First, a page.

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Scientists invite public to join hands to hunt aliens

New Delhi, Mon, 05 Mar 2012 NI Wire

Amidst the rising speculations of extraterrestrial life, The SETI (Search for Extraterrestrial Intelligence) Institute has sought the help of public in its hunt for life beyond the Earth.

Its website welcomes everyone to register on SETI Live (, to help analyze data from SETI's radio telescope devoted to scanning the heavens for signals from E.T.

"There are parts of the spectrum where our sophisticated signal processing system is overwhelmed because there are so many signals," astronomer Jill Tarter, director of the SETI Institute's Center for SETI Research has been quoted as saying.

"I'm hoping to put together this army of citizen scientists to help figure out which signals to follow up on," he explained.

Contrary to some other crowd-sourced science projects, such as SETI's own SETI@Home that depends on users volunteering spare computer time for data crunching, this project seeks the public to donate brainpower.

"You don't do anything in SETI@Home; your computer does," Tarter told, a sister site to LiveScience.

"In this case, I want you actively involved and it has to be quick. You have to recognize patterns, mark patterns, try and remember if you've seen that pattern before. And you have to get it done within 90 seconds," he added.

The public will be given access to data collected by SETI's Allen Telescope Array, a set of 42 radio dishes in northern California that spend their time listening in many frequency bands for signals from stars newly recognized as hosting planets.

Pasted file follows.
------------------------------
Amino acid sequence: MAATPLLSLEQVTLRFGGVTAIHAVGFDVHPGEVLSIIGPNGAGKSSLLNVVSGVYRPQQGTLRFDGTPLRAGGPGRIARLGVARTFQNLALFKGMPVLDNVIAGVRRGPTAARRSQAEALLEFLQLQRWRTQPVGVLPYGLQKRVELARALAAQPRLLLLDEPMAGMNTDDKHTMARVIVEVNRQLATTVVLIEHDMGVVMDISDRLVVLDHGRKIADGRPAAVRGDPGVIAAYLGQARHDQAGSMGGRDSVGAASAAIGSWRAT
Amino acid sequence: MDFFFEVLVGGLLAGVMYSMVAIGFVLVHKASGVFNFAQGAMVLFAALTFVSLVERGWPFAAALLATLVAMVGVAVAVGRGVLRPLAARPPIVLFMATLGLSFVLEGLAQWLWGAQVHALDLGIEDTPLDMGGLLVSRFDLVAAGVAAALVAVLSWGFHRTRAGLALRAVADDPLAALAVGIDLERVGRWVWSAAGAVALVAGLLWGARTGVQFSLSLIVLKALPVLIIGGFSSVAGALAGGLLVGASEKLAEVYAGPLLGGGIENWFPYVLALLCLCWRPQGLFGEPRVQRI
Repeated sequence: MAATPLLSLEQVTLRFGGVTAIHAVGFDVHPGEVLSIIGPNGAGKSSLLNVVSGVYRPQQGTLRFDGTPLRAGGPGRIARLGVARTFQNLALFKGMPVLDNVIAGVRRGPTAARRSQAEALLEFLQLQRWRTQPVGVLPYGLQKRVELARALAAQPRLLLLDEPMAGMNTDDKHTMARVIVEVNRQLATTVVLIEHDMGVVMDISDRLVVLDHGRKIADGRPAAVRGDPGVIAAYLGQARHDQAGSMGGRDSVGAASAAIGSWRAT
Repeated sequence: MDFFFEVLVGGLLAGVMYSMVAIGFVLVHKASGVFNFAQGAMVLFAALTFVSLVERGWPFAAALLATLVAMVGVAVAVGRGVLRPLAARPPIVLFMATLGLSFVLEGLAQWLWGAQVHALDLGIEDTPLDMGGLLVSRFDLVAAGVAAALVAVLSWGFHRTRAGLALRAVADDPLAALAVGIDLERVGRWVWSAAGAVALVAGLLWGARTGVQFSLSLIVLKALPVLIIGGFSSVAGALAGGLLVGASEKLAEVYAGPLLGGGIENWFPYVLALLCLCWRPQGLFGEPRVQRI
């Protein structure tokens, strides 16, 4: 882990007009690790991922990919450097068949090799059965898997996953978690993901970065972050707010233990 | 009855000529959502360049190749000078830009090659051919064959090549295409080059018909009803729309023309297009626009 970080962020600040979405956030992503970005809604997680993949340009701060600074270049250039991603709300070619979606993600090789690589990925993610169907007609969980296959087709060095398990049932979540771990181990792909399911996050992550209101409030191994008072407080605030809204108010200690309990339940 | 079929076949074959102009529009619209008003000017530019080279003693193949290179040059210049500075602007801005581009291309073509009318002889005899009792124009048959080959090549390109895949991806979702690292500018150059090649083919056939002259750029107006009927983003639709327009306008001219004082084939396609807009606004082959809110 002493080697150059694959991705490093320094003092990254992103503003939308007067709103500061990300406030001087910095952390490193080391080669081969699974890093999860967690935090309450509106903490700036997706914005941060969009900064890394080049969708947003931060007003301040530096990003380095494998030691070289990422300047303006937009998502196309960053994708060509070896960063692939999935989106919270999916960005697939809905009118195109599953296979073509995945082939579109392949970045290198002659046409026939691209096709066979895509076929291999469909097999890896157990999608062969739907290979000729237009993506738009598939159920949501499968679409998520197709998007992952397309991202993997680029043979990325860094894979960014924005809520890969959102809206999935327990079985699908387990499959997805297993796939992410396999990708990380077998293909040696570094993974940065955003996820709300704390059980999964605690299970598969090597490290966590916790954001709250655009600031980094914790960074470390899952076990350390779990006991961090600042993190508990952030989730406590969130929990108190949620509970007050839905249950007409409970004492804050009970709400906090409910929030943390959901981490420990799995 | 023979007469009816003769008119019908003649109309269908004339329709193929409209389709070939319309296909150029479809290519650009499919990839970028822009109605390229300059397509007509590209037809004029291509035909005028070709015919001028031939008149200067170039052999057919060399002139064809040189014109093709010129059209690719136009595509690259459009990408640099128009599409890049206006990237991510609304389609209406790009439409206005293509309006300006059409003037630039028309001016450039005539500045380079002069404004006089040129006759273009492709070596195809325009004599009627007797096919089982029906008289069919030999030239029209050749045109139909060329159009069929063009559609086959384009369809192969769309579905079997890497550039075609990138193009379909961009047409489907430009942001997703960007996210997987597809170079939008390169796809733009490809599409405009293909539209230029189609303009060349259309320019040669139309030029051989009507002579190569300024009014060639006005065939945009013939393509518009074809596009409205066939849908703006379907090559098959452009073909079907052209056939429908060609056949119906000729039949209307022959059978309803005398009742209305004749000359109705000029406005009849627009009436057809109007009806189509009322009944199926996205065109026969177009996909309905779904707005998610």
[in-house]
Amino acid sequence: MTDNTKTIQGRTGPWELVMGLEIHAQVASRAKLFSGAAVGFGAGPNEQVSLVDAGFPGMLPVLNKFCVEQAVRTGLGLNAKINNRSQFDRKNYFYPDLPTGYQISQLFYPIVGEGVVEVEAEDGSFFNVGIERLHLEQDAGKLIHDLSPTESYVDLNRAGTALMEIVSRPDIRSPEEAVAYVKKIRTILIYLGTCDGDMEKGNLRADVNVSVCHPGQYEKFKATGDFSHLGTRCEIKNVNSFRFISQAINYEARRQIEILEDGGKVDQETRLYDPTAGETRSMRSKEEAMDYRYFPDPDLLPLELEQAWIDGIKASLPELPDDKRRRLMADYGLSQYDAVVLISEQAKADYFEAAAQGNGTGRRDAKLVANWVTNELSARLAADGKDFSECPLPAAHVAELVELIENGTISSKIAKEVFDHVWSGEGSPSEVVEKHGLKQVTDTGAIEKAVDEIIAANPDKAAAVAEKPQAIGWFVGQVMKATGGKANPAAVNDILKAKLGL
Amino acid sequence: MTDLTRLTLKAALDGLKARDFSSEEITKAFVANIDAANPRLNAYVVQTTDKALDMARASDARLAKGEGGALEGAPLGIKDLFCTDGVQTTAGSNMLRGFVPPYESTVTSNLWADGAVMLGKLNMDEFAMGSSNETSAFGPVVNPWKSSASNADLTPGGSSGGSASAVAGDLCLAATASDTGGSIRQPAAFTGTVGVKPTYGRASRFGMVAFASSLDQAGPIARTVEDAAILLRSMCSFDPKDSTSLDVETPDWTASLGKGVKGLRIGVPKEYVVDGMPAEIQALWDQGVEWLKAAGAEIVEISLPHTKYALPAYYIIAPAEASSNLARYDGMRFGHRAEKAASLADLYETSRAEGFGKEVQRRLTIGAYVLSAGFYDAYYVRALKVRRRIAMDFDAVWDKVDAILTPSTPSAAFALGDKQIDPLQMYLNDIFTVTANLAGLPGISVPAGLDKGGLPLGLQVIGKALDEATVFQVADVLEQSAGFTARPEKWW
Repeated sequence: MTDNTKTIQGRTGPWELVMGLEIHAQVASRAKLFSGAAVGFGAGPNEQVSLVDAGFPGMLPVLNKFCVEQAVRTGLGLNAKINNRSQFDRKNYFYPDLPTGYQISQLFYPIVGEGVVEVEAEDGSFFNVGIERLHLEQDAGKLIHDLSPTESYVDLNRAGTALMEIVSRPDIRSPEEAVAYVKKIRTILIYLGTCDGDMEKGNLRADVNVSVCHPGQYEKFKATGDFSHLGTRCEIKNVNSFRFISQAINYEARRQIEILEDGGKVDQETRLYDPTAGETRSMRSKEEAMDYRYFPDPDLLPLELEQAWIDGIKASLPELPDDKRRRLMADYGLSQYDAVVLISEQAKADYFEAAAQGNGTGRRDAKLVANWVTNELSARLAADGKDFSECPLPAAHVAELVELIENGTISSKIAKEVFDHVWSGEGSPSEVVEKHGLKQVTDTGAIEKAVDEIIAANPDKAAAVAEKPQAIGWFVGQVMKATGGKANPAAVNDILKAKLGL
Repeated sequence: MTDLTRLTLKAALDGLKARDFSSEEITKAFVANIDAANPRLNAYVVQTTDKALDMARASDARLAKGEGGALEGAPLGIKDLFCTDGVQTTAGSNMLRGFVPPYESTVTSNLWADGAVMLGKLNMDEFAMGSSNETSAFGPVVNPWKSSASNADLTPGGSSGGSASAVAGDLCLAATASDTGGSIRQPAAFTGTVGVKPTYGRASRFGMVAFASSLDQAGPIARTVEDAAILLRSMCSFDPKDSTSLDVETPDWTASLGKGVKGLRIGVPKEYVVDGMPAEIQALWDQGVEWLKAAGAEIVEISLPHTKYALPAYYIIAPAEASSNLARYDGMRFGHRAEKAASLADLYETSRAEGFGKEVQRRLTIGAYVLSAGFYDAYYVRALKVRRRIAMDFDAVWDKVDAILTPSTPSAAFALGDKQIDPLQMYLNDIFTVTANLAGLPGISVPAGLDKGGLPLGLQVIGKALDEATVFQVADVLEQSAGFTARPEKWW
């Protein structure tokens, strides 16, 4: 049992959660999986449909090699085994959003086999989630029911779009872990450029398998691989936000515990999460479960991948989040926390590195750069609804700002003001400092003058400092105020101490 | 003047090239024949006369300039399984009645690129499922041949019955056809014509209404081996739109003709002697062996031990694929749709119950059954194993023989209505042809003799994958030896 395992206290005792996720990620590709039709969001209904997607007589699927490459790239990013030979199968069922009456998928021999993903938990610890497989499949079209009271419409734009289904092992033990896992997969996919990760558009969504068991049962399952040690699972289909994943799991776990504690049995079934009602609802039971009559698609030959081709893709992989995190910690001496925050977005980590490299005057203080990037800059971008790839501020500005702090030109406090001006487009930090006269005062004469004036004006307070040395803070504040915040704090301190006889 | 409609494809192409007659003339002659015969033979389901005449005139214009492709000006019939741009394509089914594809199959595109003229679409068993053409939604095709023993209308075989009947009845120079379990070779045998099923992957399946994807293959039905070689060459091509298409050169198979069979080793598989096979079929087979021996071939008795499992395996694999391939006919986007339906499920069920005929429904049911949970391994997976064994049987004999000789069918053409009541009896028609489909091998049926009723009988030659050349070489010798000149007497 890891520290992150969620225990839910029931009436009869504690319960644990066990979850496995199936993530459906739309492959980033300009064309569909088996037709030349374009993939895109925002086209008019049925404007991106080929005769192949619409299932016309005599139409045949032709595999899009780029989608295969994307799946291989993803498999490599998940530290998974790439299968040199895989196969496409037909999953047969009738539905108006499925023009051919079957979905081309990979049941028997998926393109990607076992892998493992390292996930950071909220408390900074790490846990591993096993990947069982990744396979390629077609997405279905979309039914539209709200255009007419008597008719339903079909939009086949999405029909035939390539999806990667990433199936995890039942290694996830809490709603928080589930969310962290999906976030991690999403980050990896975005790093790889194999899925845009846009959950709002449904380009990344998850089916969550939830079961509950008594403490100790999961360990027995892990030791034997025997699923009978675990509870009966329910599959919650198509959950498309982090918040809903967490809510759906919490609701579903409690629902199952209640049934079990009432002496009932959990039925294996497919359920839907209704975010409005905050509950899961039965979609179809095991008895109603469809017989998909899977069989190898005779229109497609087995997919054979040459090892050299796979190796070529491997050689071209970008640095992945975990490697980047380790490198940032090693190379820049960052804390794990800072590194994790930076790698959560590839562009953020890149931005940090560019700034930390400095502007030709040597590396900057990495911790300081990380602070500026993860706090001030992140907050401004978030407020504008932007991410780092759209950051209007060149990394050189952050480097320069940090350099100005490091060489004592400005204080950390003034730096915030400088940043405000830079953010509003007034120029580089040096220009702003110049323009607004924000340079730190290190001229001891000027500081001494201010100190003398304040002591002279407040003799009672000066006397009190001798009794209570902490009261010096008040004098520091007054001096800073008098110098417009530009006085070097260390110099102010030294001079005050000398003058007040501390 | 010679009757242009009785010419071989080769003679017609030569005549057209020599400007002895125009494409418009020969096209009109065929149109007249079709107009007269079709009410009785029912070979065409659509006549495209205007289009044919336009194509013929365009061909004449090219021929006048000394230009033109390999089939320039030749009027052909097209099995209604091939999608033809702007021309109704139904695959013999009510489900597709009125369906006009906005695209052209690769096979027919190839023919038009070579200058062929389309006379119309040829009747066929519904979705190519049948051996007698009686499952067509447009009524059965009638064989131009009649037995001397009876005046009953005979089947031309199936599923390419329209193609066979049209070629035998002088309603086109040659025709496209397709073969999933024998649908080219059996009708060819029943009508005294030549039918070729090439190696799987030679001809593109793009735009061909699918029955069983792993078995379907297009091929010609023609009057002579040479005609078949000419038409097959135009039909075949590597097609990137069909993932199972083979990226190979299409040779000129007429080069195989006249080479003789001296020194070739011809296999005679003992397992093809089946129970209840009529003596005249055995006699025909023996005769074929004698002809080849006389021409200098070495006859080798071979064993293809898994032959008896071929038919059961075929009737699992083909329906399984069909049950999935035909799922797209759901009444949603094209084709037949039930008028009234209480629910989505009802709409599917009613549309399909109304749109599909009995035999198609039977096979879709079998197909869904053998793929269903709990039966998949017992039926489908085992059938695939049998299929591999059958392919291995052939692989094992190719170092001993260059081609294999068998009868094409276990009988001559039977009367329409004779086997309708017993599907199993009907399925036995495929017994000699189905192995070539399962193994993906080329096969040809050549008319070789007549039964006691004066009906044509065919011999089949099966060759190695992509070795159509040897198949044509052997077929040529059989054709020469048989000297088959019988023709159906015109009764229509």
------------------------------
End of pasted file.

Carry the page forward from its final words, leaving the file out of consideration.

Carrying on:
The telescope is searching for radio emissions that exhibit a pattern indicating it was artificially created by intelligent beings.

Though SETI has an automated algorithm that can examine much of the data recorded, some signals posses a frequency band so crowded that it needs humans, and not computers, to examine it.

"The people that will do the best at this are going to be people whose pattern skills are such that they can ignore the bright pattern that's so easy to detect and look to see that there's something else there, something fainter, and see if they can in fact discover this needle that's buried under the hay," he stated.

The new SETI Live site came into existence after Tarter made a TED Prize Wish in 2009 to "empower Earthlings everywhere to become active participants in the ultimate search for cosmic company."

TED Prize, a non-profit dedicated to "Ideas Worth Spreading," collaborated with SETI and another citizen science initiative, the Zooniverse project at Chicago's Adler Planetarium, to launch SETI Live.

"Three years ago, Dr. Tarter stood on the TED stage and asked us all to unite in the search for life on other planets," Amy Novogratz director TED Prize added.

"The TED community responded by dreaming big and working hard - with many milestones to show for it. This landmark step empowers people around the globe to meaningfully contribute to this important scientific endeavor and work towards answering the ultimate question, 'are we alone?'"

Zooniverse runs the admired Galaxy Zoo project that has employed 150,000 people to help categorize huge numbers of galaxies.

"Galaxy Zoo is a gold standard in terms of developing citizen science projects that actually allow people to do meaningful work in a science project. I think there's a lot of value in that," Tarter stated.

SETI Live is also joining hands with the Science Channel to publicize this innovative initiative.

Scientists related to the SETI Institute in Mountain View, Calif., have been looking for extraterrestrial civilizations since the 1960s, but have yet to find a signal. Recently, the search has become more targeted now that astronomers have founded more than 700 alien planets orbiting other stars.

Finally, the researchers are positive that we are not alone in universe.

"It could well be a long search. It's a big cosmos out there," Tarter said.

--With inputs from ANI

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March 6, 2012 at 9:29 AM

Of Undiscovered Planets And Intelligent Life Forms



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